Tailors traveled nationwide for secret task
Tailors from a leading uniform supplier fanned across the country to complete a unique project for the Sept 3 military parade that marks the 70th anniversary of the end of World War II and the victory in the Chinese People’s War of Resistance against Japanese Aggression (193745).
They needed to collect the measurements of hundreds of descendants of veterans of the anti-fascist war, who were to make up a special parade-day unit.
About two months ago, Xu Li was going about her regular work at Jihua 3502 Professional Garment Co when she was ordered to visit eight cities in four days to measure nine veterans’ descendants for their clothing sizes.
The descendants were to compose one of the 40 ground units that marched through Tian’anmen Square on Thursday. But they were scattered across the country and weren’t told about their role until later.
It seemed a difficult mission to obtain so many measurements in such a short time. To make it more challenging, Xu had to keep her purpose a secret. She had to persuade them to allow her to do her work and convince them she had no ulterior motive.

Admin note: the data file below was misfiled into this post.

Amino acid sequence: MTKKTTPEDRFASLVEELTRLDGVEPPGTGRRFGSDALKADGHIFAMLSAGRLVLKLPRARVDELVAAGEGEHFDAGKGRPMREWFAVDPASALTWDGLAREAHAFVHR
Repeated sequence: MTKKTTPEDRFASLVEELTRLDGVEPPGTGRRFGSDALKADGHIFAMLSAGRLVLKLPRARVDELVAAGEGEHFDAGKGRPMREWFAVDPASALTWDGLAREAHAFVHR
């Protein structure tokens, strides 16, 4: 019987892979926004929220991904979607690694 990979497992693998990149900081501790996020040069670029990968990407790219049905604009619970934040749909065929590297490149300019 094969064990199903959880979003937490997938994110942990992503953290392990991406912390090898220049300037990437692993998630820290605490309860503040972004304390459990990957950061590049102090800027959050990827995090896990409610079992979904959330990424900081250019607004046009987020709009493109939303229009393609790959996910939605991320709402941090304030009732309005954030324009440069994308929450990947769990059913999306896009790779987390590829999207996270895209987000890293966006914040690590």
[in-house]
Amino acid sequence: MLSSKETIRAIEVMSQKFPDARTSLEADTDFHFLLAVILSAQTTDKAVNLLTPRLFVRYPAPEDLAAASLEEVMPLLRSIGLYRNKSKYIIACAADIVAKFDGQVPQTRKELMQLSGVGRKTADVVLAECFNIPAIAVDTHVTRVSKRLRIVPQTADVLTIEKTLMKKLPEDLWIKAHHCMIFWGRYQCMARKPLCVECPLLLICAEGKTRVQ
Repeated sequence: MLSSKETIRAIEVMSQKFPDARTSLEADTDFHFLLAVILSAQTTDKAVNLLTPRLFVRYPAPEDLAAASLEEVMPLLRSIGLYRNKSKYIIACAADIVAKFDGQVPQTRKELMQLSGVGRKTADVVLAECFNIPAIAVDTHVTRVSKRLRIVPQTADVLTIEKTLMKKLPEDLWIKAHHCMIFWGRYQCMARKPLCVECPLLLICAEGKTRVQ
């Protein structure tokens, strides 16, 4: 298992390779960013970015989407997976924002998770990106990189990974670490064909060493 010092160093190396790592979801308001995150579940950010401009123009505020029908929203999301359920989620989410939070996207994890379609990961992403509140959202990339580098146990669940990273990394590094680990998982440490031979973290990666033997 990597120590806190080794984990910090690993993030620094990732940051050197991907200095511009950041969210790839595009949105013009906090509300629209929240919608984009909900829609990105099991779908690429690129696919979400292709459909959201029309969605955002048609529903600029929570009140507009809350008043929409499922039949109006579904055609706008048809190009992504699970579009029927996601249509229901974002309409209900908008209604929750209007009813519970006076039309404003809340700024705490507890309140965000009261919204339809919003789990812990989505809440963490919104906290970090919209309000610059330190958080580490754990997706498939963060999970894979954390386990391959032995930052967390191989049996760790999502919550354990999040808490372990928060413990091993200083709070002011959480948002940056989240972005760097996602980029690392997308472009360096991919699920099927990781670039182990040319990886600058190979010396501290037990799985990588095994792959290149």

“They thought I was a fraud whoplanned to gain benefits,” Xu said. “Although I finally convinced them of my harmlessness, they still had serious doubts about my purpose. Some of them didn’t let me in their houses.”
In the end, she obtained some of the measurements at train stations or other places outdoors.
After breathing a sigh of relief when she obtained their consent, she found another challenge. The descendants were older than 70, and some of them could not stand up straight.
“To ensure the accuracy of measurements, I needed to take about 10 sizes from head to feet for each of the descendants,” Xu said.
Xu wasn’t the only one tasked to find the veterans’ descendants. Nearly 100 other tailors also took measurements in 17 cities around the country.
Each of the descendants was shown several types of clothes from which they could choose, said Zhang Fenglin, deputy general manager of the company, which provided more than 90 percent of the clothing for the military parade.
“Seeing them wearing the clothes we made, we felt great glory,” Zhang said.
Contact the writers through zhangyu1@chinadaily.